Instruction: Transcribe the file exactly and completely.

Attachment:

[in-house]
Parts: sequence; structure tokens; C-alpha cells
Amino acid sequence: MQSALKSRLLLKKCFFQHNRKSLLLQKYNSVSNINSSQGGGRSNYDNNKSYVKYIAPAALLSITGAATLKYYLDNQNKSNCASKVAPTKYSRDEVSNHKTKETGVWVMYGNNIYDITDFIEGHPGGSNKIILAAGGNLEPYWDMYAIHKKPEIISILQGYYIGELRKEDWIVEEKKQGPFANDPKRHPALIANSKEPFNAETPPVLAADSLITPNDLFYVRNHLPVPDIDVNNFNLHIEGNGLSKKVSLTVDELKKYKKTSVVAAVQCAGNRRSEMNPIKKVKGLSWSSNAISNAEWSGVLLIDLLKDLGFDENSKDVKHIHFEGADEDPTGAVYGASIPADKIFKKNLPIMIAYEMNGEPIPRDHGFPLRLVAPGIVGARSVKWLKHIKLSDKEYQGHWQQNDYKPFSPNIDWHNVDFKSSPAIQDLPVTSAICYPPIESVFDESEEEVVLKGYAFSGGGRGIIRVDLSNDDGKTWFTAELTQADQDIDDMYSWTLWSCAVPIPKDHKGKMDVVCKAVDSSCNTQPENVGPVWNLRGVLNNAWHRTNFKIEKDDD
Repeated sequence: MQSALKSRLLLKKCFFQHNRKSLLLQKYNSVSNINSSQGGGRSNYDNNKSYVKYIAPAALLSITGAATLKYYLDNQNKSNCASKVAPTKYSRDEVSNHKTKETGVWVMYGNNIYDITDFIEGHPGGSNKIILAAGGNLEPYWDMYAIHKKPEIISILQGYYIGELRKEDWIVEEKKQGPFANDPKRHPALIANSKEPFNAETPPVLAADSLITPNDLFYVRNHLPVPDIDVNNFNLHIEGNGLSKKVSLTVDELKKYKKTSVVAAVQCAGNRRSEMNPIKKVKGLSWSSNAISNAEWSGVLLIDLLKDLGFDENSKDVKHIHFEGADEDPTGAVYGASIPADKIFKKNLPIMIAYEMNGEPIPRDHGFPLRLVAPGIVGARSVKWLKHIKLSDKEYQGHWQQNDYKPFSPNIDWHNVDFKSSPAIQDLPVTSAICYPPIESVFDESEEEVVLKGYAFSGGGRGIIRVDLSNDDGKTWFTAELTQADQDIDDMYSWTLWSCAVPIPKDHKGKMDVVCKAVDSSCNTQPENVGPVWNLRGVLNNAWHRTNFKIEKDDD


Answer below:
[in-house]
Parts: sequence; structure tokens; C-alpha cells
Amino acid sequence: MQSALKSRLLLKKCFFQHNRKSLLLQKYNSVSNINSSQGGGRSNYDNNKSYVKYIAPAALLSITGAATLKYYLDNQNKSNCASKVAPTKYSRDEVSNHKTKETGVWVMYGNNIYDITDFIEGHPGGSNKIILAAGGNLEPYWDMYAIHKKPEIISILQGYYIGELRKEDWIVEEKKQGPFANDPKRHPALIANSKEPFNAETPPVLAADSLITPNDLFYVRNHLPVPDIDVNNFNLHIEGNGLSKKVSLTVDELKKYKKTSVVAAVQCAGNRRSEMNPIKKVKGLSWSSNAISNAEWSGVLLIDLLKDLGFDENSKDVKHIHFEGADEDPTGAVYGASIPADKIFKKNLPIMIAYEMNGEPIPRDHGFPLRLVAPGIVGARSVKWLKHIKLSDKEYQGHWQQNDYKPFSPNIDWHNVDFKSSPAIQDLPVTSAICYPPIESVFDESEEEVVLKGYAFSGGGRGIIRVDLSNDDGKTWFTAELTQADQDIDDMYSWTLWSCAVPIPKDHKGKMDVVCKAVDSSCNTQPENVGPVWNLRGVLNNAWHRTNFKIEKDDD
Repeated sequence: MQSALKSRLLLKKCFFQHNRKSLLLQKYNSVSNINSSQGGGRSNYDNNKSYVKYIAPAALLSITGAATLKYYLDNQNKSNCASKVAPTKYSRDEVSNHKTKETGVWVMYGNNIYDITDFIEGHPGGSNKIILAAGGNLEPYWDMYAIHKKPEIISILQGYYIGELRKEDWIVEEKKQGPFANDPKRHPALIANSKEPFNAETPPVLAADSLITPNDLFYVRNHLPVPDIDVNNFNLHIEGNGLSKKVSLTVDELKKYKKTSVVAAVQCAGNRRSEMNPIKKVKGLSWSSNAISNAEWSGVLLIDLLKDLGFDENSKDVKHIHFEGADEDPTGAVYGASIPADKIFKKNLPIMIAYEMNGEPIPRDHGFPLRLVAPGIVGARSVKWLKHIKLSDKEYQGHWQQNDYKPFSPNIDWHNVDFKSSPAIQDLPVTSAICYPPIESVFDESEEEVVLKGYAFSGGGRGIIRVDLSNDDGKTWFTAELTQADQDIDDMYSWTLWSCAVPIPKDHKGKMDVVCKAVDSSCNTQPENVGPVWNLRGVLNNAWHRTNFKIEKDDD